Stack Overflow is a community of 4.7 million programmers, just like you, helping each other.

Join them; it only takes a minute:

Sign up
Join the Stack Overflow community to:
  1. Ask programming questions
  2. Answer and help your peers
  3. Get recognized for your expertise

Does support single-connection pipelining? It seems to handle multiple clients in parallel, but a single connection's requests are being serially executed.

Is this accurate, and if so, is there a way to work around this?

share|improve this question

HTTP pipelining means something really simple: client can write next request to the connection without having read the previous response.

It's really difficult for any http server to not support pipelining. It has to look ahead, and if it finds bytes available beyond current request, it needs to abort ... but that's ridiculous, and nobody does it.

This has nothing to do with how requests are processed by server - serially or paralleled. Doing it in parallel is of course more difficult, and there are some questions that must be resolved.

share|improve this answer
The question was more in the context of the HttpServer class itself. The registered HttpHandler will be invoked serially for two pipelined requests, where, for every request, a HttpExchange object is given. It appears that it's not the case that two HttpExchanges can be outstanding for a single connection, even if the server is careful in responding in proper order. – Brian Jan 20 '11 at 15:31
@Brian per HTTP spec, the server is still supporting pipelining, even though internally requests are processed serially. – irreputable Jan 20 '11 at 21:25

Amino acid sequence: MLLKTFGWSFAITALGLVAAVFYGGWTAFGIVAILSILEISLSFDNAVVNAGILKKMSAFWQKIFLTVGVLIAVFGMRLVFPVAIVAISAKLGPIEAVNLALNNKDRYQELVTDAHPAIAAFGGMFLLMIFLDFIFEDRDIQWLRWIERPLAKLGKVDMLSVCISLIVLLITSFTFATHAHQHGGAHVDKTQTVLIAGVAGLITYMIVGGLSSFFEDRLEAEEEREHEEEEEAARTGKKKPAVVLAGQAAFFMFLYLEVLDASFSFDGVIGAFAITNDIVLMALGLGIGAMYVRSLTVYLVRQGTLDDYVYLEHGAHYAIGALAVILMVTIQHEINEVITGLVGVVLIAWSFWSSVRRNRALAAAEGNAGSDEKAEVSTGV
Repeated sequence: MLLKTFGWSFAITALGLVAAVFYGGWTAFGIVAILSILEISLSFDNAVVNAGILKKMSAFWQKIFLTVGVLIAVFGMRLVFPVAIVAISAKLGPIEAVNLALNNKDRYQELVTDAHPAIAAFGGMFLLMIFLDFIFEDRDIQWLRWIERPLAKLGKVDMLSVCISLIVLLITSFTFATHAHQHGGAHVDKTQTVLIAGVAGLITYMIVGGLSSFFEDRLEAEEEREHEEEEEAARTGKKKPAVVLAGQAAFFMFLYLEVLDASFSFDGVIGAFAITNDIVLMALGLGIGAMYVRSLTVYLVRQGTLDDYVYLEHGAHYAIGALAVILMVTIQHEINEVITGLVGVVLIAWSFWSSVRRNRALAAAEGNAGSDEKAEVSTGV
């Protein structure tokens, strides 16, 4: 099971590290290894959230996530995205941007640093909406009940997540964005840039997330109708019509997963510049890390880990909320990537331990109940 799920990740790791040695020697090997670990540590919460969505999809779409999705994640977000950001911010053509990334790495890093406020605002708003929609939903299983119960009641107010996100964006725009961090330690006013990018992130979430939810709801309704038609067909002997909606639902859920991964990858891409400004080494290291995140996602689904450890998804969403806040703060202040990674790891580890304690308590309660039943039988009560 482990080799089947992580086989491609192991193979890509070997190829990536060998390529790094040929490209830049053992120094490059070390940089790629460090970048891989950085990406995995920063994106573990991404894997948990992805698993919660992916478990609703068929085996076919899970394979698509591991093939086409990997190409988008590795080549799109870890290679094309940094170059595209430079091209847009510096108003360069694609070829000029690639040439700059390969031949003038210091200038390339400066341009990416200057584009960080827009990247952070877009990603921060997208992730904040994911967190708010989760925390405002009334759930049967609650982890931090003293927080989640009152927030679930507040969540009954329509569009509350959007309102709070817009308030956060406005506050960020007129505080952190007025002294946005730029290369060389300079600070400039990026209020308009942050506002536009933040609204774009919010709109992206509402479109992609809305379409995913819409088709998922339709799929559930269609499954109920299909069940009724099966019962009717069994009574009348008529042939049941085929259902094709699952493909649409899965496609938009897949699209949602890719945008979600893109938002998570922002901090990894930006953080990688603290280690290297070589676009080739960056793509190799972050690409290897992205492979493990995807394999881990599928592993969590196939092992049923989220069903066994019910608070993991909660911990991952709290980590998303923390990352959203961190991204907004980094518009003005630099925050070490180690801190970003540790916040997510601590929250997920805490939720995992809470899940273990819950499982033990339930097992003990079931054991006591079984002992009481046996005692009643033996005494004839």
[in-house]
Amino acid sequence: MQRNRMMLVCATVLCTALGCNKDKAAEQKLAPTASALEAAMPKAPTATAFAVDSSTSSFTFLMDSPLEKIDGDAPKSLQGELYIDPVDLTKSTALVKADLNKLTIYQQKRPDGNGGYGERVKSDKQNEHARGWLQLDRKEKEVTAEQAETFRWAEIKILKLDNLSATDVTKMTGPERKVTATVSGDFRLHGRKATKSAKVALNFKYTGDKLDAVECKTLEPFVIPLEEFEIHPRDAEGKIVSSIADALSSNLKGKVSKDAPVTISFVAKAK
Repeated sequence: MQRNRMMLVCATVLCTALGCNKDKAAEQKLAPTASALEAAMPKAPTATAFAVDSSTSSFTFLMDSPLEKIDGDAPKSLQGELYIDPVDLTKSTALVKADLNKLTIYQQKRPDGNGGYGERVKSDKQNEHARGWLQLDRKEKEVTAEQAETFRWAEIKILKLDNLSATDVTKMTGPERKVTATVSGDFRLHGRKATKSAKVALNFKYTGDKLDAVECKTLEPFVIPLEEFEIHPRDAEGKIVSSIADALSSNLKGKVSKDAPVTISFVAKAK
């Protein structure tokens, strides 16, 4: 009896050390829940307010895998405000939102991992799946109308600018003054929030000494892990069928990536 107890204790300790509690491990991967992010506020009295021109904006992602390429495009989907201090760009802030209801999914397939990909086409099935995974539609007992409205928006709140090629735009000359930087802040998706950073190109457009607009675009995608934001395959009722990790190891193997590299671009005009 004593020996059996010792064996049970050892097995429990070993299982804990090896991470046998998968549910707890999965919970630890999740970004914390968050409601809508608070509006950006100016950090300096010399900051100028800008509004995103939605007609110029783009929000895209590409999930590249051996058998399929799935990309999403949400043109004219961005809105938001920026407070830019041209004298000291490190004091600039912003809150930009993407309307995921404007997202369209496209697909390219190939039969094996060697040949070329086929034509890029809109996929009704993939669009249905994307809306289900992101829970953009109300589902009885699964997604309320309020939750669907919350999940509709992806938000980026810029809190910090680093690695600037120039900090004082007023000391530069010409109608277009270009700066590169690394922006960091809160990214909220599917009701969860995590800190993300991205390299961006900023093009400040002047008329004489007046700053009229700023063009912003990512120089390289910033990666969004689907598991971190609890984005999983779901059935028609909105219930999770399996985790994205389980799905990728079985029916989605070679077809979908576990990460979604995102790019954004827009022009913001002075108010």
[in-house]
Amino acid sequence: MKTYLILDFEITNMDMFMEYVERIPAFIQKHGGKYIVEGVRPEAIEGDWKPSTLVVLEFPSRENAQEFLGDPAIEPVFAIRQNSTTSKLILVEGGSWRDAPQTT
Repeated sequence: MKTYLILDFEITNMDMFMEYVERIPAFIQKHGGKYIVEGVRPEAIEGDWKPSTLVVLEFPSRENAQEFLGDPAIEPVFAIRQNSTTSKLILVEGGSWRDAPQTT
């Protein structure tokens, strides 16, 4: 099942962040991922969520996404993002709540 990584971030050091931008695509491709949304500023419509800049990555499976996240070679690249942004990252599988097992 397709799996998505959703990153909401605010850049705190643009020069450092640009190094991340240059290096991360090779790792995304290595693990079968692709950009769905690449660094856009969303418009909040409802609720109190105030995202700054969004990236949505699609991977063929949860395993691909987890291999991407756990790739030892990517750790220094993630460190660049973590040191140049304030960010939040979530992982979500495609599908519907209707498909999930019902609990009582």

HTTP servers compliant to HTTP 1.1 are expected to support pipelining. Note that pipelining is supposed to be also supported by client.
According to httpserver

The API provides a partial implementation of RFC 2616 (HTTP 1.1) and RFC 2818 (HTTP over TLS).

it seems to imply that the does not fully support HTTP1.1.
HttpURLConnection does not support pipelining and so I am leaning to think that the does not support pipelining either.
You say you did some tests. How did you test this?

From the note it seems that pipelining is supported.
If, as you say you send the requests pipelined, the responses should come back according to the arrival of the requests (irrelevant of time it takes to finish each request i.e. some are faster than others).

share|improve this answer
I tested it by creating a server that handles two requests, one that sleeps, and one that doesn't, and a pipelined client. Creating two connections do not block each other (executed concurrently by the server), but a slow followed by a fast request on the same connection results in the fast waiting for the slow to finish. The documentation also adds, "Any HTTP functionality not provided by this API can be implemented by application code using the API." If you have any ideas on how best to approach this, I'd be thankful to hear them. – Brian Jan 19 '11 at 21:50
@Brian:If I understand correctly:you are using a pipelined client(your implementation?) and you are sending 2 requests over the same HTTP connection.One slow followed by one fast.I am not sure what you mean here, but on pipelining, if client send Req1,Req2 to the server, then the server is expected to send Response for Req1, followed by Response for Req2. I.e. the server MUST send the responses to the requests in the same order that the requests were received. So from your description, it seems that this is actually happening in your case, since the fast request was send after the slow. – Cratylus Jan 20 '11 at 7:57
I have tracing points in both requests to mark their start time and end times. What I always see is "START A; END A; START B; END B". Of course, what I'd like to see is "START A; START B; END A; END B" - and this happens if two different connections are issuing A and B, but not for the same. – Brian Jan 20 '11 at 15:27
@Brian:Didn't you say that you are using a pipelined client?Are you not sending the requests pipelined? Can you give more details on the client side implementation?Because your notes seem in contradiction so far. – Cratylus Jan 20 '11 at 17:29

Your Answer


By posting your answer, you agree to the privacy policy and terms of service.

Not the answer you're looking for? Browse other questions tagged or ask your own question.